Today's UEFA World Cup playoffs will see France attempt to overturn a 0-2 deficit in hopes of qualifying for next year's football fiesta. Apparently local hopes aren't high, with one poll stating 84 percent of French citizens think the task will be too great for Les Bleus.
Ask the French Football Federation, and they'll intimate that the team shouldn't be in this position in the first place. This is because playoff seeding weights group-stage matches more heavily than friendlies. Because France drew a qualification group with four teams instead of five, Les Bleus were unable to achieve enough FIFA rankings points to demand a seed. Thus, Franck Ribery et al are now underdogs in a two-legged playoff against a quality Ukraine team who might boast one of the best home field advantages this side of Iceland. (And the US.)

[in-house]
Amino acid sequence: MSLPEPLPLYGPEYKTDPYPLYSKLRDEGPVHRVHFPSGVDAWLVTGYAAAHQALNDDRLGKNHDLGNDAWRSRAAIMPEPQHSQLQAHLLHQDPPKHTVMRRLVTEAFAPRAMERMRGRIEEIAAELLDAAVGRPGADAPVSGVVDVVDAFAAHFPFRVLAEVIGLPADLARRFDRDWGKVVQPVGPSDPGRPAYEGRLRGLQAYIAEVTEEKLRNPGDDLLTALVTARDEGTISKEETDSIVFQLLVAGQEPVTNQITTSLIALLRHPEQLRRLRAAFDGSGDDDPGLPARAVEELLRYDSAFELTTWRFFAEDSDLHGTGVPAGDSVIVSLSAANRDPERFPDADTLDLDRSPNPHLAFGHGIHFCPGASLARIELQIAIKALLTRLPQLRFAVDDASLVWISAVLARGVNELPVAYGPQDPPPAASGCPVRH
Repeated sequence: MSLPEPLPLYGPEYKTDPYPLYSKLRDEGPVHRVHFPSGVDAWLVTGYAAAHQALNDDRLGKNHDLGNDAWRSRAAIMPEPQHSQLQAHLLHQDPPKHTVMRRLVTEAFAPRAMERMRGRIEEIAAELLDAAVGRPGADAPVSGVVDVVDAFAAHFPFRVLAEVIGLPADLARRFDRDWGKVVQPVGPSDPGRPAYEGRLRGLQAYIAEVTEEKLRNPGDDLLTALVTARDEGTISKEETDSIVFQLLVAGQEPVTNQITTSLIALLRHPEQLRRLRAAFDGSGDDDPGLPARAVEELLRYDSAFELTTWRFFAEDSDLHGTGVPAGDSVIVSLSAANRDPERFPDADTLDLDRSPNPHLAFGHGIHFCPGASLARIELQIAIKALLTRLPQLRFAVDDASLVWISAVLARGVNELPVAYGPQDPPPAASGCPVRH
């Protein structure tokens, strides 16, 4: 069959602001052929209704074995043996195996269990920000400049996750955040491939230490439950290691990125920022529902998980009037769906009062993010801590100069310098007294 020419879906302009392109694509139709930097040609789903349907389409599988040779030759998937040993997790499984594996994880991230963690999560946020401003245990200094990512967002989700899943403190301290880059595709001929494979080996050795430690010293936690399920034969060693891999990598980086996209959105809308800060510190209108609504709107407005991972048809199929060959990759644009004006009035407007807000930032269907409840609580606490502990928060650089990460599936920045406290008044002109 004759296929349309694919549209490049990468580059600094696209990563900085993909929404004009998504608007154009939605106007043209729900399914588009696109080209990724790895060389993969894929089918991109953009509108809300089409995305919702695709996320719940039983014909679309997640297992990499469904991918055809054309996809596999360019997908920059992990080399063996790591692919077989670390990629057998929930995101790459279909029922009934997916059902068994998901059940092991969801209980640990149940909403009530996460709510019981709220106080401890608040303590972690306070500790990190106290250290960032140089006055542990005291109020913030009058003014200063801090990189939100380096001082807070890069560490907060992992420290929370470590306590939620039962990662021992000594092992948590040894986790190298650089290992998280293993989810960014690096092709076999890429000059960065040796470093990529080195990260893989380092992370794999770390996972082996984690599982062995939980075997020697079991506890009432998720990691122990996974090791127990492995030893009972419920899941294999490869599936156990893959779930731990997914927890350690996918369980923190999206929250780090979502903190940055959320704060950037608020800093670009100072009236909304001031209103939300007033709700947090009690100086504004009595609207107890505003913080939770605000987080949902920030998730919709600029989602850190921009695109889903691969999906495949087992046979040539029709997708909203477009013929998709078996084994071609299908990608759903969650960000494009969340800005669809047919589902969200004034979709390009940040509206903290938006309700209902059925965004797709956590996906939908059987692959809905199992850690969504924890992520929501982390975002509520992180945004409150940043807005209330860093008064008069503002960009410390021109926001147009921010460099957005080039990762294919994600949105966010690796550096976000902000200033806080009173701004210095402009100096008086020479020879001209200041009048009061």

France always contribute to the World Cup, whether because of sparkling football, a soliloquising coach or just because of their general combustibility factor (see: Anelka, Nicolas and Zidane, Zinedine). The Cup will miss them - as it will Zlatan Ibrahimovic or Cristiano Ronaldo, whichever player should not qualify. Plenty of teams are unlucky during the qualification process and thereby miss the Cup; four years ago, France got lucky when Thierry Henry's handball was instrumental in the Republic of Ireland missing out on a trip to South Africa.
FIFA are certain to want France to qualify for the sake of marketability and improved TV ratings, but may benefit indirectly by the absence of such a major nation. For many years - and especially since the farrago that the winning Qatar World Cup bid has been - the game's governing body has been seen as a laughable entity defined by factional and personal self-interest. Not "rigging the draw" to ensure all of Ibrahimovic, Ronaldo, Mexico and France's qualification is the first principled stand FIFA have made in years.
We can now celebrate Sepp Blatter and co. actually getting something right! Unfortunately, as recent events have come to light - predominantly surrounding football's newest/tiniest powerbroker, Qatar - this stand is comparatively small.
As will be the comfort taken by French football fans should Didier Deschamps’ men not triumph handsomely at the Stade de France this evening.